But even this is not enough—which brings us to the second failure. Wilhelm Reich wrote, in an attempt to understand how the fascists took power in Germany, “While we presented the masses with superb historical analyses and economic treatises on the contradictions of imperialism, Hitler stirred the deepest roots of their emotional being.” While we spend all our time meticulously dissecting in exactly which speech Bush lied about what, the right has been able to convince the American working class that they have its interests at heart by appealing to issues that affect people in their everyday lives: family, religion, culture, etc. It is their personal lives that people value the most, but the left has failed to remember the old feminist slogan that “the personal is political”; it has ignored the rich theory preceding and following the New Left that sought to extend revolution to culture and everyday life. Even the populist Michael Moore argues in his recent book that teenagers shouldn't have sex, thereby guaranteeing that no teenager who reads that book will ever listen to him again. A radical movement is about developing public spaces to foster human interaction based on solidarity and diversity; as Henri Lefebvre put it, revolution is about turning "everyday life into a work of art." But it seems the left can only speak about elections with any passion.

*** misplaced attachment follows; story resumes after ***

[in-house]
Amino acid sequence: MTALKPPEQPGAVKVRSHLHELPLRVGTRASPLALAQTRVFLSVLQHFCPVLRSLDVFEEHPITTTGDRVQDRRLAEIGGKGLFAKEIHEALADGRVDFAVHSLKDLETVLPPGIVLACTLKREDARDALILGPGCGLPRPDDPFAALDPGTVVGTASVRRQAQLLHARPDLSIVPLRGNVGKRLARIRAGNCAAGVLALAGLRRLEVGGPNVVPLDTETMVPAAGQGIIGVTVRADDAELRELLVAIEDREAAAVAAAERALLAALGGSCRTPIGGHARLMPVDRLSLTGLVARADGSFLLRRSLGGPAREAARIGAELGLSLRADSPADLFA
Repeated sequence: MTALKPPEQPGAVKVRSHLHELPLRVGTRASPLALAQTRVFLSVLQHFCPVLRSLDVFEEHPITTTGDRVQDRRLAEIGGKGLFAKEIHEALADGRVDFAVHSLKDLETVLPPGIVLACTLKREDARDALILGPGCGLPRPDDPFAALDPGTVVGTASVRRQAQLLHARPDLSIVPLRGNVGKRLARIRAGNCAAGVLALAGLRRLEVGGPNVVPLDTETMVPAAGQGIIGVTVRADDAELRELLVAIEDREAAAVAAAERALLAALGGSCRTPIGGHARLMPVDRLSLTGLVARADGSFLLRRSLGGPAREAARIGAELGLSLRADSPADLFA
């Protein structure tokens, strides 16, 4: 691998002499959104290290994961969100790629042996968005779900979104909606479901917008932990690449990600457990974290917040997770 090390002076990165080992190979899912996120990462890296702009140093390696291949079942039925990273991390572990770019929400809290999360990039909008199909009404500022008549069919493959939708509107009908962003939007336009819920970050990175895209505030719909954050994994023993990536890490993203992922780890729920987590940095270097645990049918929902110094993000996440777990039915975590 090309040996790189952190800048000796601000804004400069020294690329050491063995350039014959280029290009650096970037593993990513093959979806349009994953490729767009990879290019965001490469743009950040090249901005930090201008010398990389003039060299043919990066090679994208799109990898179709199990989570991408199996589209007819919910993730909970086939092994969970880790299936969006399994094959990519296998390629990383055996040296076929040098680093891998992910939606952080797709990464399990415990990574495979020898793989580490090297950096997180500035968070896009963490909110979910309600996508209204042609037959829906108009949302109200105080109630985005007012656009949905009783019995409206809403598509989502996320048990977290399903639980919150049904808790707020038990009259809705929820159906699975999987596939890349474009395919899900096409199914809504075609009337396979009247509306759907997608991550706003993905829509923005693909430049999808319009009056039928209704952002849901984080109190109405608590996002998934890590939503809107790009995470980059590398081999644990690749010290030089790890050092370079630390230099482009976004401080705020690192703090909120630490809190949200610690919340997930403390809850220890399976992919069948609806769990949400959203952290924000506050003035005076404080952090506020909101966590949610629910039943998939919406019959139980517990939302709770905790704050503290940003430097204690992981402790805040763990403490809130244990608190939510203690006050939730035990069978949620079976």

The left has been unable to appeal to a pissed-of working class because it has failed to address capitalism and demonstrate that "another world is possible."
Telling the Truth and Winning the Struggle
So let us, as revolutionaries, follow the dictum above, and be truthful to ourselves and the American people. Buying into the corporate media's empty debates and ignoring the issues that we should pay attention to on the left makes us seem like hypocrites. People know that politicians are corrupt bastards; that's why they don't vote! If we try to paint John Kerry as some kind of beautiful hero, people will not trust us. But if we can effectively argue that getting Bush out of office is part of a wider program of what Andre Gorz called "non-reformist reforms" directed towards radical change, we will demonstrate that we are committed to the issues that matter to the majority of the population. Why is there so much resistance to being honest about this? Does Michael Moore think the American people are too stupid to understand that we can vote for Kerry and still struggle! against the corruption that he represents? Do we care at all about building critical consciousness and creating a broader base for radical politics?
If being leftists means spending all our time bitching at each other about an election we shouldn't bother thinking twice about, leave me out. But if it means struggling to build a new society, a society that realizes the promises of freedom and justice, we've got a lot of important work to do. As Gramsci said, "It is necessary with bold spirit and in good conscience to save civilization... Are we not ready?"
Asad Haider is a student and activist in State College, PA. He
can be reached at